A Tragedy That Should Not Have Happened Kashrus, A Comical Tragedy, not played by Comedians
Remember Monsey? It is home to a very large Jewish orthodox population 90 minutes drive north of New York. Remember the Monsey Meat Scandal? It is about 90 light years away from our collective memories.
So allow me to refresh. A well known and well respected ultra-religious-orthodox member of that community ran a very successful Kosher butcher shop which was supervised by a well known and well respected ultra-religious-orthodox rabbi providing a well known and well respected Kosher certificate. Tragically, it was discovered that the butcher shop had been substituting non-K for Kosher meat. This had been going on for many years. No one knows or is prepared to say, for how many years.
That is the tragedy, now for the comedy. Appended below are two articles. The first is from the website of a well known and well respected Kosher agency. The second is from a well known and well respected Jewish magazine reviewing the improvements in Kashrus one year after the tragic discoveries of the Monsey Meat Scandal. Also SEE - HaArets, and SEE J Exponent.
Before reading the first article (SEE), take note that it suggests that the discovery was made by an anonymous tip-off, a whistle-blower, probably a rival butcher who was being undercut by this fellow. The ultra-religious-orthodox Kosher certifiers had not the slightest clue that anything untoward was happening.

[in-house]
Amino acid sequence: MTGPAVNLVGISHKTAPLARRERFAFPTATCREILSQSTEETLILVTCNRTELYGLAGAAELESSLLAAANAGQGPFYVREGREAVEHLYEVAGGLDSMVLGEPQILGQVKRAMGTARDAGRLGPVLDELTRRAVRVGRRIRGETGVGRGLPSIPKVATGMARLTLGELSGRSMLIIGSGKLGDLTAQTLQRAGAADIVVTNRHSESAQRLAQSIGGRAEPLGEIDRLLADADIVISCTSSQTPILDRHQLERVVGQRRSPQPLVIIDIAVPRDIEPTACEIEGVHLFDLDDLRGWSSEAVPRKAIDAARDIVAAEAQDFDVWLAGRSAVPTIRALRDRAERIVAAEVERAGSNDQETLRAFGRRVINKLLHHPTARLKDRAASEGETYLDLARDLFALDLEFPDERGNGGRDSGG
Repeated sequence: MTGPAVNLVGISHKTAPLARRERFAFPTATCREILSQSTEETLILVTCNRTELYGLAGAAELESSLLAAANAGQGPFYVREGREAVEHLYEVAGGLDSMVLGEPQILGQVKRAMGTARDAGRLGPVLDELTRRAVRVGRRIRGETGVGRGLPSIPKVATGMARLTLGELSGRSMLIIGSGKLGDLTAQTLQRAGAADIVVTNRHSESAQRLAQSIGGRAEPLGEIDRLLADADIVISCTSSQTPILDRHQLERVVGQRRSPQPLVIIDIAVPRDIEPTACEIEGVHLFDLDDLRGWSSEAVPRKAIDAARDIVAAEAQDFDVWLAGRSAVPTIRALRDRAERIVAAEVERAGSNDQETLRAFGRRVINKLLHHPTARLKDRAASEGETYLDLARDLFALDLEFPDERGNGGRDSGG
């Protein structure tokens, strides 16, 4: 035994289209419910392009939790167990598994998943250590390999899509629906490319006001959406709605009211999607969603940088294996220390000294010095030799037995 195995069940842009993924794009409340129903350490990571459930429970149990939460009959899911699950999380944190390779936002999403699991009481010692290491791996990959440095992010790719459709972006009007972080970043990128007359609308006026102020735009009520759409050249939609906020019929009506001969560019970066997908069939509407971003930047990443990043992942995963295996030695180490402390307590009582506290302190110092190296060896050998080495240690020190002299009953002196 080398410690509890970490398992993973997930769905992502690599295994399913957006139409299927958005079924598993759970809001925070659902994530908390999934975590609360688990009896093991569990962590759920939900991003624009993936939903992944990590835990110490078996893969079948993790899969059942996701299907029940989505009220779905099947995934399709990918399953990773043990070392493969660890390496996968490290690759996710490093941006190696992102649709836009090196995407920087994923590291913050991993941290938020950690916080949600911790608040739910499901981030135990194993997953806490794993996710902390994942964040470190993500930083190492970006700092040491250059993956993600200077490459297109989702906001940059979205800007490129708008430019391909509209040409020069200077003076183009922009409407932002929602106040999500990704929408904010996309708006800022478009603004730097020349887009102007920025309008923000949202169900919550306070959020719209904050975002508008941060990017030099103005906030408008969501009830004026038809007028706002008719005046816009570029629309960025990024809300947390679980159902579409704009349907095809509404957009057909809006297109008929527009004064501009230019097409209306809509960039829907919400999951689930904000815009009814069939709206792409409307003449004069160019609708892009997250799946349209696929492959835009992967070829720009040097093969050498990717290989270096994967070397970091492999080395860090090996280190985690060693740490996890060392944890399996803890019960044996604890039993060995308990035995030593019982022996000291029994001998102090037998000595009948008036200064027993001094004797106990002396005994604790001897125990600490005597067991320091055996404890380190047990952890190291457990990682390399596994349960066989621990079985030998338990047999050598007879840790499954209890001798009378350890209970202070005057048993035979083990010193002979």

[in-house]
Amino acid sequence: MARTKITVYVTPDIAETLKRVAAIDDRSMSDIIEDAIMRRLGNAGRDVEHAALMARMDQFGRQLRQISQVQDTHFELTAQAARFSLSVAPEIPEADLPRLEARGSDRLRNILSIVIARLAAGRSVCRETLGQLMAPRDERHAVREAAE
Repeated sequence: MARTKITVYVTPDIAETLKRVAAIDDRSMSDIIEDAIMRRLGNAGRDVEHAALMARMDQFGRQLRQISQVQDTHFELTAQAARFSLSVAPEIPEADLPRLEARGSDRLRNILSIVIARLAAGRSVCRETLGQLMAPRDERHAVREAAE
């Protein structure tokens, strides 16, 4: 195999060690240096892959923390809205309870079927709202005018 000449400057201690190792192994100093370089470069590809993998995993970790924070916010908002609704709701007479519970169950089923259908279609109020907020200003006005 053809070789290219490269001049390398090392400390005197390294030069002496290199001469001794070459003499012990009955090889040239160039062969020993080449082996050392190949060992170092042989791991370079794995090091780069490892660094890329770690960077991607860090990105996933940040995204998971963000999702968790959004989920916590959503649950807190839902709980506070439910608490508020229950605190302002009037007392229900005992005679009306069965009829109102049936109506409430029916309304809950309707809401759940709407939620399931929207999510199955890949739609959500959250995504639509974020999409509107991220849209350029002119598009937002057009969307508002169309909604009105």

Even after the tip-off, it was impossible to positively identify that the meat was not Kosher. They relied upon vague indicators that were apparent for all to observe for all the years the non-K chickens were being sold:
the skin was the wrong colour,
the flesh was not salty enough and
the kidneys were within the carcase.
Also they were
unable to identify the supplier and
there were no Kosher seals on the cartons and the chickens.
As Kosher seals are not mentioned as the first and most compelling proof it must be surmised that in fact Kosher seals are not compelling proof of authenticity. What do you make out of that? One thing is clear, the most rudimentary auditing protocols would have certainly averted this disaster. Only a grossly incompetent or corruptly unwilling Kosher certifier could have let this happen under their watch.